Rodriguez writes a compelling story that unmasks the daily struggles and beauty in the life of Afghan women. Her memoir is delicately constructed, with vivid characters and intertwined stories of her own hardships in managing the Kabul school and stories of women attending the school. They flow together effortlessly, each vignette becoming a part of the greater whole of the beauty school and its women. This is not the most sophisticated piece of writing, but her personality shines through in this memoir which helps connect her to her students and the school. Her narration is a bit clichéd at parts, but she does a good job of balancing the heavy material with the light and humorous. Rodriquez's humor and lightheartedness give these women a feeling of hope. Not only does Rodriquez go behind the veil, she takes us beneath it into the lives, tragedies, and celebrations of women and it is there that the true power of this book lies. The telling stories of these characters, Roshana, the girl who faked her virginity on her wedding night, Robina, the girl who lived alone with her sister and faced harassment and danger daily, and others who try to emancipate themselves from the confines of their men and culture are the stories that resonate in this memoir.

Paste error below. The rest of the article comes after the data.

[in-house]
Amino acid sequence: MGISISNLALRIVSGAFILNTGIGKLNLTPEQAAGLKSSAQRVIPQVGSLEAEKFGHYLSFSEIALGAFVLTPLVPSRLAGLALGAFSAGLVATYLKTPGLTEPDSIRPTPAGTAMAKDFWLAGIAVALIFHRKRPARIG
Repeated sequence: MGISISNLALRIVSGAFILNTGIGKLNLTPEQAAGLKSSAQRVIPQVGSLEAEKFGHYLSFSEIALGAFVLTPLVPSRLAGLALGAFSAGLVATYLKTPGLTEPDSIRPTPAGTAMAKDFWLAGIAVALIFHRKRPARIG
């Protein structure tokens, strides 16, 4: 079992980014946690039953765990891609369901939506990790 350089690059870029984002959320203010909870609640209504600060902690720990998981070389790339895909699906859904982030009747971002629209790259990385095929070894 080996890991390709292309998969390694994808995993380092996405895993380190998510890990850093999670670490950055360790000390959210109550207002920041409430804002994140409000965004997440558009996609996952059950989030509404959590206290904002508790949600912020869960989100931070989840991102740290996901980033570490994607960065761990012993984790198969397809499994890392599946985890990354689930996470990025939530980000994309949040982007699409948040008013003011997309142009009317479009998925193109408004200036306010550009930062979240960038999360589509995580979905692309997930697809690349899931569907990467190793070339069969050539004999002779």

Equally eye opening and interesting is what we learn about Afghan culture. The process of a dowry and the family waiting while a newly married couple consummate are details that make her memoir vivid and unforgettable. We also see this through Rodriquez's marriage to an Afghan man. Her memoir may not be literary masterpiece, but it gives a first hand account of a culture and of women that is worth listening to.